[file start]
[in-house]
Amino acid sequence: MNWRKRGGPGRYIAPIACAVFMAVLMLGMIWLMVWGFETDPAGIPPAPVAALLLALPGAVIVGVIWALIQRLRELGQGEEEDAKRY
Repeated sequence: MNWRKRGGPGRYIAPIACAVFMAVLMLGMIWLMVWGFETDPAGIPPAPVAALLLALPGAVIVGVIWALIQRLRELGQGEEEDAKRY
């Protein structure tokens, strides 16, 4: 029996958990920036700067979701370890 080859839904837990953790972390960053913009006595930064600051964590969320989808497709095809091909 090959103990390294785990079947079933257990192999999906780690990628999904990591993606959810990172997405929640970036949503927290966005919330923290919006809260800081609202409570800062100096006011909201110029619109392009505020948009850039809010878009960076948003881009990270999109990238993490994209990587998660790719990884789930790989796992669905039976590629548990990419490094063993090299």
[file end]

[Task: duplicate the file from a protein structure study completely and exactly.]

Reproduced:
[in-house]
Amino acid sequence: MNWRKRGGPGRYIAPIACAVFMAVLMLGMIWLMVWGFETDPAGIPPAPVAALLLALPGAVIVGVIWALIQRLRELGQGEEEDAKRY
Repeated sequence: MNWRKRGGPGRYIAPIACAVFMAVLMLGMIWLMVWGFETDPAGIPPAPVAALLLALPGAVIVGVIWALIQRLRELGQGEEEDAKRY
């Protein structure tokens, strides 16, 4: 029996958990920036700067979701370890 080859839904837990953790972390960053913009006595930064600051964590969320989808497709095809091909 090959103990390294785990079947079933257990192999999906780690990628999904990591993606959810990172997405929640970036949503927290966005919330923290919006809260800081609202409570800062100096006011909201110029619109392009505020948009850039809010878009960076948003881009990270999109990238993490994209990587998660790719990884789930790989796992669905039976590629548990990419490094063993090299």